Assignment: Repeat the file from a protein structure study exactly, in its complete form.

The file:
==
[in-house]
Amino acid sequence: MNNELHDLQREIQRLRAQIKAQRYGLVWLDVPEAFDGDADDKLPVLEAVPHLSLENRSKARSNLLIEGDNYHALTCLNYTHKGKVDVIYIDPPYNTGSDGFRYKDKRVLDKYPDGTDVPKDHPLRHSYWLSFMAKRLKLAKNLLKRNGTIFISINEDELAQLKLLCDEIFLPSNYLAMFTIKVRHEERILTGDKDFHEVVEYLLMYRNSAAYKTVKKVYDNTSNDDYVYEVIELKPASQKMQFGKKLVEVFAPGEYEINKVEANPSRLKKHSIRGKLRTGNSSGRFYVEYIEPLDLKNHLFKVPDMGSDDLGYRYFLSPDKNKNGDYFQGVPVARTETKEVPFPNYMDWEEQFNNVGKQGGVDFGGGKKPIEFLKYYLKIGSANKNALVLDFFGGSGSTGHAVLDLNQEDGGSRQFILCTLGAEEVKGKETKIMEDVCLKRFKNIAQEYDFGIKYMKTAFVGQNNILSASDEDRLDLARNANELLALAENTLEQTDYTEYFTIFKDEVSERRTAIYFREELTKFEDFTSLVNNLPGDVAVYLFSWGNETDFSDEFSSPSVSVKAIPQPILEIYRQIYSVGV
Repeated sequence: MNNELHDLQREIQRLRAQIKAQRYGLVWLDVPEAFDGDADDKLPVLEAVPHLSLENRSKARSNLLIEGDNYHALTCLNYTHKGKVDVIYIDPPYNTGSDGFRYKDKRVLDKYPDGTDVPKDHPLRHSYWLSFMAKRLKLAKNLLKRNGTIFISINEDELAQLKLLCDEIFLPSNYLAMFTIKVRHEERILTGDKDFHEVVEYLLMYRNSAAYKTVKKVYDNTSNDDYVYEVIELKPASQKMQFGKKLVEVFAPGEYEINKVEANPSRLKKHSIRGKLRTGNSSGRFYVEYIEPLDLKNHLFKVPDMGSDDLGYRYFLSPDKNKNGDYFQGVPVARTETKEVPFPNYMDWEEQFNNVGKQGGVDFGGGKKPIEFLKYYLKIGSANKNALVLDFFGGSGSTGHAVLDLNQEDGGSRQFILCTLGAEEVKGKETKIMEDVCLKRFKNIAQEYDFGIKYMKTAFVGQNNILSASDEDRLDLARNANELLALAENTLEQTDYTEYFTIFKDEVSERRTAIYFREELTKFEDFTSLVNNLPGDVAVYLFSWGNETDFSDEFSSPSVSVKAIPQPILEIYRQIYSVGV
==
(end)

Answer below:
[in-house]
Amino acid sequence: MNNELHDLQREIQRLRAQIKAQRYGLVWLDVPEAFDGDADDKLPVLEAVPHLSLENRSKARSNLLIEGDNYHALTCLNYTHKGKVDVIYIDPPYNTGSDGFRYKDKRVLDKYPDGTDVPKDHPLRHSYWLSFMAKRLKLAKNLLKRNGTIFISINEDELAQLKLLCDEIFLPSNYLAMFTIKVRHEERILTGDKDFHEVVEYLLMYRNSAAYKTVKKVYDNTSNDDYVYEVIELKPASQKMQFGKKLVEVFAPGEYEINKVEANPSRLKKHSIRGKLRTGNSSGRFYVEYIEPLDLKNHLFKVPDMGSDDLGYRYFLSPDKNKNGDYFQGVPVARTETKEVPFPNYMDWEEQFNNVGKQGGVDFGGGKKPIEFLKYYLKIGSANKNALVLDFFGGSGSTGHAVLDLNQEDGGSRQFILCTLGAEEVKGKETKIMEDVCLKRFKNIAQEYDFGIKYMKTAFVGQNNILSASDEDRLDLARNANELLALAENTLEQTDYTEYFTIFKDEVSERRTAIYFREELTKFEDFTSLVNNLPGDVAVYLFSWGNETDFSDEFSSPSVSVKAIPQPILEIYRQIYSVGV
Repeated sequence: MNNELHDLQREIQRLRAQIKAQRYGLVWLDVPEAFDGDADDKLPVLEAVPHLSLENRSKARSNLLIEGDNYHALTCLNYTHKGKVDVIYIDPPYNTGSDGFRYKDKRVLDKYPDGTDVPKDHPLRHSYWLSFMAKRLKLAKNLLKRNGTIFISINEDELAQLKLLCDEIFLPSNYLAMFTIKVRHEERILTGDKDFHEVVEYLLMYRNSAAYKTVKKVYDNTSNDDYVYEVIELKPASQKMQFGKKLVEVFAPGEYEINKVEANPSRLKKHSIRGKLRTGNSSGRFYVEYIEPLDLKNHLFKVPDMGSDDLGYRYFLSPDKNKNGDYFQGVPVARTETKEVPFPNYMDWEEQFNNVGKQGGVDFGGGKKPIEFLKYYLKIGSANKNALVLDFFGGSGSTGHAVLDLNQEDGGSRQFILCTLGAEEVKGKETKIMEDVCLKRFKNIAQEYDFGIKYMKTAFVGQNNILSASDEDRLDLARNANELLALAENTLEQTDYTEYFTIFKDEVSERRTAIYFREELTKFEDFTSLVNNLPGDVAVYLFSWGNETDFSDEFSSPSVSVKAIPQPILEIYRQIYSVGV